Saturday September 29, 2012
Singer Shila Amzah hitting the high notes
Compiled by LEE YEN MUN, BEH YUEN HUI and A. RAMAN
SINGER Shila Amzah is on a winning streak. There is now a possibility of her collaborating with Mandopop heart-throb Wang Leehom after impressing him with her performance in Asian Wave, Guang Ming Daily reported.
Shila, whose real name is Nur Shahila Amir Amzah, performed Wang's Mandarin hit Forever Love in one of the preliminary rounds of the Asian regional competition held in China recently.
When judge Eric Moo a veteran Malaysian singer-songwriter showed her performance to Wang, he was said to be amazed with her performance and agreed to write her a song.
It was reported that Shila's manager was planning to include all the songs she had sang at the competition, including Adele's Set Fire to the Rain, in an album soon.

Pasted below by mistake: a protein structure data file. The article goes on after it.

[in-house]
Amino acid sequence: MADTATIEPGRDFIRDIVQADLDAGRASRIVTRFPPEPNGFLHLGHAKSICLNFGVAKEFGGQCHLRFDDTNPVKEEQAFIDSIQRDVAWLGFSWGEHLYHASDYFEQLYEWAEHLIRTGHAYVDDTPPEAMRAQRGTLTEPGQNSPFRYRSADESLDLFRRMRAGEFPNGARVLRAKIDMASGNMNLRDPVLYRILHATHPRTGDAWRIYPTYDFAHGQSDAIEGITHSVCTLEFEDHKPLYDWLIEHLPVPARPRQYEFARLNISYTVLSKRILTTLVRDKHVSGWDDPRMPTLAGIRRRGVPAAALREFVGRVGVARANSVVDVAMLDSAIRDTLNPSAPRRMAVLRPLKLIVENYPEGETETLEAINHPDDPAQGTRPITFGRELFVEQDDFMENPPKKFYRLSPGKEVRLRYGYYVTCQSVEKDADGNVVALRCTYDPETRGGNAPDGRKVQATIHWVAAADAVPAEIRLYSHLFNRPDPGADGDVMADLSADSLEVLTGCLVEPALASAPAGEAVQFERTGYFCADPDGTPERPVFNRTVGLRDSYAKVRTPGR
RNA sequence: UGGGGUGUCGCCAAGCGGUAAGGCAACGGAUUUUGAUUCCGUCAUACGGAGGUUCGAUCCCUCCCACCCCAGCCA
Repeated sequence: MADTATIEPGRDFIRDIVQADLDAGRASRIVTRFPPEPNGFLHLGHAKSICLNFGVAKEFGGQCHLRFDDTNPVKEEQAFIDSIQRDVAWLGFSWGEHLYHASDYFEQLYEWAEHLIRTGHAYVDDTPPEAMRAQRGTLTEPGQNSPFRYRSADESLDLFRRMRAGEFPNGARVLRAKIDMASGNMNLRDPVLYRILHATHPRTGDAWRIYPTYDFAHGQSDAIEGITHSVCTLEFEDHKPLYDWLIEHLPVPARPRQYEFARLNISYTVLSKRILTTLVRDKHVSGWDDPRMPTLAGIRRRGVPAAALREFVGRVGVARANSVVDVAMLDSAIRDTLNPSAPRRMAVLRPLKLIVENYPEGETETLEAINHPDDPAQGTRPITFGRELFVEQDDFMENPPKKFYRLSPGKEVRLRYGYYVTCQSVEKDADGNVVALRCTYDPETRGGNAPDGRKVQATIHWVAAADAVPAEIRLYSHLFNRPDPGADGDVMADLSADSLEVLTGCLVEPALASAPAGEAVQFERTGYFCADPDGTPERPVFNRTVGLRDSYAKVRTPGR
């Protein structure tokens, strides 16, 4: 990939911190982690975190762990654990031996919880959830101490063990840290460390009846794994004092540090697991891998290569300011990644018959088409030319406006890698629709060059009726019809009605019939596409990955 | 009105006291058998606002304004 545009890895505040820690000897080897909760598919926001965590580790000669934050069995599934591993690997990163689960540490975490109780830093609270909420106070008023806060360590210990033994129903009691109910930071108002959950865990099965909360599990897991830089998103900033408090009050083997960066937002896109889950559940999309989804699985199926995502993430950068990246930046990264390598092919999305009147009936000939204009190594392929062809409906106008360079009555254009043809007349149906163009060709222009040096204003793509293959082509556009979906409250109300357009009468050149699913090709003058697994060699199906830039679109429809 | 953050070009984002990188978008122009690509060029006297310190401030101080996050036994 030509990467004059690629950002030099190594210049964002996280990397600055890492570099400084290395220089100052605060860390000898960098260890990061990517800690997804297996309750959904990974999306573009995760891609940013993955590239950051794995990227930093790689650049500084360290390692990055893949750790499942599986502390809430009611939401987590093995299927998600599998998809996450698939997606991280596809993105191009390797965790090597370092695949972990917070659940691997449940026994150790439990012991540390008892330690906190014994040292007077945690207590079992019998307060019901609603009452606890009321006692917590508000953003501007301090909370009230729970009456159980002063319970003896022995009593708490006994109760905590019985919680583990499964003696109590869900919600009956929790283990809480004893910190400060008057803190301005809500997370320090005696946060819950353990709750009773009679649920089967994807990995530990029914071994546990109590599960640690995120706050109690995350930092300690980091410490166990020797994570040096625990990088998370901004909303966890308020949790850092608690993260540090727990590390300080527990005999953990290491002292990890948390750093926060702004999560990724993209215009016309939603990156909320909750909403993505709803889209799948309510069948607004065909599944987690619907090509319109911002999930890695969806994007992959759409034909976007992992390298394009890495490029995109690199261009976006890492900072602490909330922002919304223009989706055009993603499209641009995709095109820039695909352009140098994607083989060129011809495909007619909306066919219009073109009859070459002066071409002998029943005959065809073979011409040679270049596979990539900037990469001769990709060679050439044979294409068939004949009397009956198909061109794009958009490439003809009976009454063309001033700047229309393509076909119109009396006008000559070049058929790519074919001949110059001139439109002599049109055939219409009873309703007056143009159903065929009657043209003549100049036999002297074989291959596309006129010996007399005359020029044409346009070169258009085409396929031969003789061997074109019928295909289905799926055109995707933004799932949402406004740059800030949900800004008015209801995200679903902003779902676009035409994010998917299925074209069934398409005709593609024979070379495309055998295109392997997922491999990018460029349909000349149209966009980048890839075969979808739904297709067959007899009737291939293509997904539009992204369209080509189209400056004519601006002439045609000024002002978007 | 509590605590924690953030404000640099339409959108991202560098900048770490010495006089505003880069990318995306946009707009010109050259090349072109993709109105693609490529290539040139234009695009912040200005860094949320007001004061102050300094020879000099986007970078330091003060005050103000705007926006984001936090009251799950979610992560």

The manager is also in the midst of a discussion with Shanghai Entertainment Team Media Group on Shila's singing contract. The 22-year-old singer is also making arrangements to improve on her Chinese, a language she learned from pre-school until Year Three.
Following her skyrocketing popularity in China, Shila opened a Weibo (Chinese Tweeter) account to interact with her fans. On Tuesday, she tweeted: “I bought so many scarves in Shanghai ... around 36 scarves all together..:) so happy!”
> Nanyang Siang Pau reported about a 32-year-old monk who was executed after murdering the husband of his girlfriend in China.
Master Shi Shengyuan, whose real name was Teng Zhaowu, had an affair with a villager Zhang Youju, who was 20 years older than him, while he practising Buddhism at a temple in Hunan in early 2009.
In August of the same year, the lovers staged a plot to kill Zhang's husband after he came to know of the affair by poisoning him but failed. A few days later, they assaulted him to death with a hoe. Both were sentenced to death.
Other News & Views is compiled from the vernacular newspapers (Bahasa Malaysia, Chinese and Tamil dailies). As such, stories are grouped according to the respective language/medium. Where a paragraph begins with a >, it denotes a separate news item.